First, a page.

Water Resources Working Group

The Working Group on Water Resources (WGWR), for which the United States serves as Gavelholder and Japan and the European Union serve as co-organizers, established the following four broad agenda items to address some of the critical water issues.

  1. Enhancement of water data availability
  2. Water management practices, including conservation
  3. Enhancement of water supply
  4. Concepts of regional water management and cooperation

Taking into consideration that the water resources of the region are already fully exploited and demand for water is rising rapidly, the issue of water has become one of the most urgent. Given its importance to sustaining the quality of life and future economic development, emphasis is being placed on enhancing existing resources and developing new, additional resources, including desalination and sewage treatment.

Since its inception, the WGWR has been implementing a variety of projects under its four agenda items. Each project enjoys the support, both technical and financial, of one or more of the WGWR’s extra-regional donor delegations. The multilateral framework has been a successful mechanism for addressing regional problems. The WGWR in particular has been successful in developing a cadre of high-level water decision-makers that now can effectively work together on regional water issues.

Following are several projects carried out to date:

The Regional Water Data Banks Project is organized to improve the availability and applicability of water data information. The project goal is to enable the exchange of consistent, compatible, and reliable water data and information to support decision making at both local and regional scales. As a result of continuous collaborative work since January 1995, the Regional Water Data Banks Project has achieved some remarkable successes. Water data collection, storage, and retrieval capabilities have been established within the Palestinian Water Authority and those of the Israeli Hydrological Service and the Jordanian Ministry of Water and Irrigation were improved and enhanced. Among the donor countries taking part in the initiative are Canada, France, the Netherlands, and Australia. The Water Data Banks Project has a web site located at: .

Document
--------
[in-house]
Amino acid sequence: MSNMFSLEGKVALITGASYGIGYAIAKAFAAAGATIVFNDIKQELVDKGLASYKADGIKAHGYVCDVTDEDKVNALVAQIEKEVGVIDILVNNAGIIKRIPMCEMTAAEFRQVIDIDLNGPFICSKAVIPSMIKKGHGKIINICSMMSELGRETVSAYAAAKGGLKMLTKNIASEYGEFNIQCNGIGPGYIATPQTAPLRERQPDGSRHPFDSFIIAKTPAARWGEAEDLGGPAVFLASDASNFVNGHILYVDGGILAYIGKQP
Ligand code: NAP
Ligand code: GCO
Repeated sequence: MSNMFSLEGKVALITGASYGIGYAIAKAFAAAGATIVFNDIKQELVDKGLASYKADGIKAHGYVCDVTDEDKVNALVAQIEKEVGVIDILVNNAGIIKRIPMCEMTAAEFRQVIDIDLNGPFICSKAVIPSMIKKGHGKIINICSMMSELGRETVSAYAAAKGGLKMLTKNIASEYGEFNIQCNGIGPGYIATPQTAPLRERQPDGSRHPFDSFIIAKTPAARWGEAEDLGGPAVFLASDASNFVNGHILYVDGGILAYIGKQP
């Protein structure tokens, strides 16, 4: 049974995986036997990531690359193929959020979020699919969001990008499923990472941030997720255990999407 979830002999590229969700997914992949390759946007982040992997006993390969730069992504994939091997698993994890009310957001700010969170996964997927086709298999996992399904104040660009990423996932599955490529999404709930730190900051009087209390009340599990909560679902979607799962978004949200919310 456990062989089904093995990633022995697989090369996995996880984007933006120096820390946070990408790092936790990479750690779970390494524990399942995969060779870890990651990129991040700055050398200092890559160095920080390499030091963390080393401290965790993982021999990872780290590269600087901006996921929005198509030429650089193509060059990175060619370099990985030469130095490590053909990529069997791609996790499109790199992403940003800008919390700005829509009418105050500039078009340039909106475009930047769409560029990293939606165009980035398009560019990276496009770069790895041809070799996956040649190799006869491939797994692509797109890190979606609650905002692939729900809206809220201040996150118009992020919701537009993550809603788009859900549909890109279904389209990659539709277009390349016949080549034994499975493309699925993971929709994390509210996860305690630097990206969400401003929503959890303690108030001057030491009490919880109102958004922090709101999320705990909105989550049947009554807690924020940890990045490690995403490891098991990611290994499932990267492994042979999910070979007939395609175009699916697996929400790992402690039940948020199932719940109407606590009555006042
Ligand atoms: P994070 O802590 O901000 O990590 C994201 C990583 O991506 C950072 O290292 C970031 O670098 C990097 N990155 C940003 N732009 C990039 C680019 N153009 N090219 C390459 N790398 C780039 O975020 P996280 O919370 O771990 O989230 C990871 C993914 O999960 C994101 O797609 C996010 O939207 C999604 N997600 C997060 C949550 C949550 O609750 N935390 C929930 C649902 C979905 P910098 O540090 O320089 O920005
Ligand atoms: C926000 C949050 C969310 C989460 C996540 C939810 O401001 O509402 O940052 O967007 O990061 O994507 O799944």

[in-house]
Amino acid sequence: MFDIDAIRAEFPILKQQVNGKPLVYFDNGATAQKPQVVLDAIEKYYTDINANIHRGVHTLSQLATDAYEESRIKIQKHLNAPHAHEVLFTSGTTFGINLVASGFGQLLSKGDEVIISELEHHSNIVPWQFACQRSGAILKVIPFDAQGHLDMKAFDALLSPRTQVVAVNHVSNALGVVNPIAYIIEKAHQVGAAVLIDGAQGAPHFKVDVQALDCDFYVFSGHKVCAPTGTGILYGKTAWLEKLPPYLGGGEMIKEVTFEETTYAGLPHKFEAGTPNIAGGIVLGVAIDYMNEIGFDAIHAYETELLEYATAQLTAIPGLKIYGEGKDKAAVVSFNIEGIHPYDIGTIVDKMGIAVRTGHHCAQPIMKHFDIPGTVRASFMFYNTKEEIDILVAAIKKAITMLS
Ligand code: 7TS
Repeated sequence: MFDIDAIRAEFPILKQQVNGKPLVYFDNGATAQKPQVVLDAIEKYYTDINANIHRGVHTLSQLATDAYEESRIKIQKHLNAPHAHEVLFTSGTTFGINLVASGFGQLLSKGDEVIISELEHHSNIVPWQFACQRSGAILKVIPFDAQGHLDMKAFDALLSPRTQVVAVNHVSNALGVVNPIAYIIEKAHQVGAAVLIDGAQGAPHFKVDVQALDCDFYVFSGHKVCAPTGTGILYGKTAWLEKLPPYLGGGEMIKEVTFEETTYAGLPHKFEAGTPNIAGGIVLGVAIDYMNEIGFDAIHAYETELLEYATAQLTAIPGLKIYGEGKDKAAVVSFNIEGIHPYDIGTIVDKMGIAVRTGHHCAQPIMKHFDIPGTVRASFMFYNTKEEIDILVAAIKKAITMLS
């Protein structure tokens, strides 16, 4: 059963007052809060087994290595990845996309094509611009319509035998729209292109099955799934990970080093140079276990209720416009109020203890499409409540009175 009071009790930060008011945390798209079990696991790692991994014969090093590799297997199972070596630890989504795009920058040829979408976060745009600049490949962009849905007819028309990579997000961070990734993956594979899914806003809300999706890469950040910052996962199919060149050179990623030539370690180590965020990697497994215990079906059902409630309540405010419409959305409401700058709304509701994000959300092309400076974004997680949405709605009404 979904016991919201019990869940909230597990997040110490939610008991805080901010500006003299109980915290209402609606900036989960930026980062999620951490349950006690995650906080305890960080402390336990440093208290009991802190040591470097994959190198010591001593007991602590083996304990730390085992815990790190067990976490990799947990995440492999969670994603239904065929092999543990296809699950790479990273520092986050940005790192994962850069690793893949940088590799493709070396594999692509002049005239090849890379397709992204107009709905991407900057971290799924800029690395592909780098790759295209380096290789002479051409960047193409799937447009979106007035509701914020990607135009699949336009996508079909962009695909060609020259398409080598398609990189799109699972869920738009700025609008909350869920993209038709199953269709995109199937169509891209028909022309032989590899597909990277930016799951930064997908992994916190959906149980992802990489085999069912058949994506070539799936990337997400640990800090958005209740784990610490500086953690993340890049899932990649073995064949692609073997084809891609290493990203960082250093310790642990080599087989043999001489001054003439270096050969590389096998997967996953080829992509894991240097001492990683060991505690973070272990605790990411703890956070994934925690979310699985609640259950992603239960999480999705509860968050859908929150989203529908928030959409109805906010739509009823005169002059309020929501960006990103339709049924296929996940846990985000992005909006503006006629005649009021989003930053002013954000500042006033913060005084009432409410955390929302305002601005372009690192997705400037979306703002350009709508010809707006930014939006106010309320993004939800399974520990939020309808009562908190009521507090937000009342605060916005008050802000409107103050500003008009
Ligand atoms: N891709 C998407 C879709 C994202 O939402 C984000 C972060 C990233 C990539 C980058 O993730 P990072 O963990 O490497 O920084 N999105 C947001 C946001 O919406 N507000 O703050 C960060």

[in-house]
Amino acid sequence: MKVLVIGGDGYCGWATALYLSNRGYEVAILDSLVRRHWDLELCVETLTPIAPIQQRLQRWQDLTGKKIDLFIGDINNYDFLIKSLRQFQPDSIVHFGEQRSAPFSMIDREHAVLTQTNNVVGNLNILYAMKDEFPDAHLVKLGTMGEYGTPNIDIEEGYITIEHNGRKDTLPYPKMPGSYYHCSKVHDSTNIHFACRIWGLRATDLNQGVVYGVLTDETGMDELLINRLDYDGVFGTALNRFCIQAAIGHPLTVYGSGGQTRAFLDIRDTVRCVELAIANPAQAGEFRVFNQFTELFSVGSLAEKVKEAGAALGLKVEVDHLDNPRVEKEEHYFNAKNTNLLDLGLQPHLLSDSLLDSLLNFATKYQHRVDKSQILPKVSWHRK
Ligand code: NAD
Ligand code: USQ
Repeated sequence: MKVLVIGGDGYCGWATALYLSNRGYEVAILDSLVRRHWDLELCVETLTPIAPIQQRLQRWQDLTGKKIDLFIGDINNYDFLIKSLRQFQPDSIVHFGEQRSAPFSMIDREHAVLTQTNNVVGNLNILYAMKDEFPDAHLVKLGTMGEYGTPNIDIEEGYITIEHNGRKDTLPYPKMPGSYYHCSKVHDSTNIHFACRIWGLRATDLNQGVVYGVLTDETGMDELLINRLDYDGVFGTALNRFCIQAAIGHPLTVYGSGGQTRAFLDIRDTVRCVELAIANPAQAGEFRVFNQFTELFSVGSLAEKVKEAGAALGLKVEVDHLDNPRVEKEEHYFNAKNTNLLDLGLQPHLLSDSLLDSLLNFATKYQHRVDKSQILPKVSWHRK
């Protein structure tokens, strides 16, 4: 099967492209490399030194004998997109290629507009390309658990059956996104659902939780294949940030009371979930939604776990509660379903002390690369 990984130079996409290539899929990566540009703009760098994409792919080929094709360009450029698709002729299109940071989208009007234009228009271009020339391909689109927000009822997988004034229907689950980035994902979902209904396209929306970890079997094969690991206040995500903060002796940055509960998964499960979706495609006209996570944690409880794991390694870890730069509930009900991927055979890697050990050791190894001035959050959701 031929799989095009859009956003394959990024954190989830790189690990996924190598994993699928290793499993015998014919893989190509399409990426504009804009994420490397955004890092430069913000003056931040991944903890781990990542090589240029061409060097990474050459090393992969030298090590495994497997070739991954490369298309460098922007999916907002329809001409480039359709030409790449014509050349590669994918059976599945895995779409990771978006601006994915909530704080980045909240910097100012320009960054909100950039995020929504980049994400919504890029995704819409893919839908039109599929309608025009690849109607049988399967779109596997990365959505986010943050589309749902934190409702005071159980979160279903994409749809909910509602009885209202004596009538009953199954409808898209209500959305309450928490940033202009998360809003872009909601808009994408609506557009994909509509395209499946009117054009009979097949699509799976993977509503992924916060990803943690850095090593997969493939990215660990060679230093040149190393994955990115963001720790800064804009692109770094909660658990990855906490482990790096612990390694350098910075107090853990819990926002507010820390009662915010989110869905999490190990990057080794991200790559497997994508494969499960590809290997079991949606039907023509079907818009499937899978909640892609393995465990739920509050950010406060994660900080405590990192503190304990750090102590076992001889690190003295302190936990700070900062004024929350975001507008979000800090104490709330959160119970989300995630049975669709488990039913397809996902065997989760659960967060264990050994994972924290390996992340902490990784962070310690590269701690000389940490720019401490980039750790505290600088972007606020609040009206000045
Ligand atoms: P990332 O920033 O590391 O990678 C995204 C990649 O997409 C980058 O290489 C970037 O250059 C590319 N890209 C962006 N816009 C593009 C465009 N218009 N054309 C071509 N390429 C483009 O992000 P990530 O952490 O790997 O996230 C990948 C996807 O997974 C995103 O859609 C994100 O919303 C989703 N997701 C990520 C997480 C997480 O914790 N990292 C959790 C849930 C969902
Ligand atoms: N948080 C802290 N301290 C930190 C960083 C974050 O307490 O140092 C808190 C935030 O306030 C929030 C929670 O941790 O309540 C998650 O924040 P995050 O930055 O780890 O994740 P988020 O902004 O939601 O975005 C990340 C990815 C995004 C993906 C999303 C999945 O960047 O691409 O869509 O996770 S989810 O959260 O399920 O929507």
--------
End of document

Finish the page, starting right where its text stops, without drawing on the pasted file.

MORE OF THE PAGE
The Middle East Desalination Research Center (MEDRC) – The Center, established in Oman in December 1996, coordinates and sponsors basic and applied research in the area of desalination. The U.S., Israel, Japan, Oman, the E.U. and Korea are the founding members of this first regional center, and comprise its board of directors. A number of training courses have been held for regional participants.

The objectives of MEDRC are:

  • Discovering, developing, and improving methods of desalination through basic and applied research;
  • Initiating training programs in the field of desalination to develop expertise as well as technical and scientific skills;
  • Promoting electronic networking communications to improve the dissemination of technical information on desalination;
  • Establishing regional cooperation and work to foster progress in the development, improvement, and use of water desalination and related technical areas.

    The Public Awareness and Water Conservation Project, established in 1996, is managed by the United States. The first activity completed by the regional participants was the design and preparation of a video aimed at youth that highlights the importance of water issues from a regional perspective. The second major activity underway, WaterCare, is the preparation of a Student Resource Book, Teacher’s Guide, and complimentary Web Page focused on regional water conservation issues that are regional. The materials are being prepared jointly by educational writers from each of the regional participants and are being written for students between 12 and 15 years old. The major topics addressed by the materials include water resources, water use, water pollution and life/health, water management for conservation, and water care for the future, all from a regional perspective. The materials are scheduled for implementation in schools throughout the region in January 2001.